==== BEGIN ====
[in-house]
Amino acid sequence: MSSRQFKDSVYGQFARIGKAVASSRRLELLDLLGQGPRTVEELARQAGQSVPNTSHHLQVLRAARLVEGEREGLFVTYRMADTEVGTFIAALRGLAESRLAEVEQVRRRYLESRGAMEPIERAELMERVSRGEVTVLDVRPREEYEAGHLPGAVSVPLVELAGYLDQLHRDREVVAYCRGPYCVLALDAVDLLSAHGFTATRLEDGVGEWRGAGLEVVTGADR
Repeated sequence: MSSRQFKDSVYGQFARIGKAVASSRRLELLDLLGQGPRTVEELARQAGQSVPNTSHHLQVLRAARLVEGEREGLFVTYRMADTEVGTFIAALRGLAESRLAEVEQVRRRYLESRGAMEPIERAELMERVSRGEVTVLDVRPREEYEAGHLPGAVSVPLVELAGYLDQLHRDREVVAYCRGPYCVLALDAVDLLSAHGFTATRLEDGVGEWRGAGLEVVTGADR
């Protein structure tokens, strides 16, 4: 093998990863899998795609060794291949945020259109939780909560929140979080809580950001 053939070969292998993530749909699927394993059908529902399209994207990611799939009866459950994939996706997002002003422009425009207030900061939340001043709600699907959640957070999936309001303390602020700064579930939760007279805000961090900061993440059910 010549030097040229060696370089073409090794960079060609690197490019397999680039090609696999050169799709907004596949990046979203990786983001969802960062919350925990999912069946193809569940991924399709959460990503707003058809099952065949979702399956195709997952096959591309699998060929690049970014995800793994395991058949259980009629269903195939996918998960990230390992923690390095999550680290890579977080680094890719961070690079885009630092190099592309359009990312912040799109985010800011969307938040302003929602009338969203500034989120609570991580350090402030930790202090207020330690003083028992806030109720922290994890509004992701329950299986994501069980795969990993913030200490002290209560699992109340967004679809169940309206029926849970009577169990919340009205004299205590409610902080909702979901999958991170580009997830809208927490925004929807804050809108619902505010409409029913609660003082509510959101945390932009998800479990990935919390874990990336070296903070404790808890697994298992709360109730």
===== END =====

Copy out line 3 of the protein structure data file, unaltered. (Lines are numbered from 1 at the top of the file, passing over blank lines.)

Repeated sequence: MSSRQFKDSVYGQFARIGKAVASSRRLELLDLLGQGPRTVEELARQAGQSVPNTSHHLQVLRAARLVEGEREGLFVTYRMADTEVGTFIAALRGLAESRLAEVEQVRRRYLESRGAMEPIERAELMERVSRGEVTVLDVRPREEYEAGHLPGAVSVPLVELAGYLDQLHRDREVVAYCRGPYCVLALDAVDLLSAHGFTATRLEDGVGEWRGAGLEVVTGADR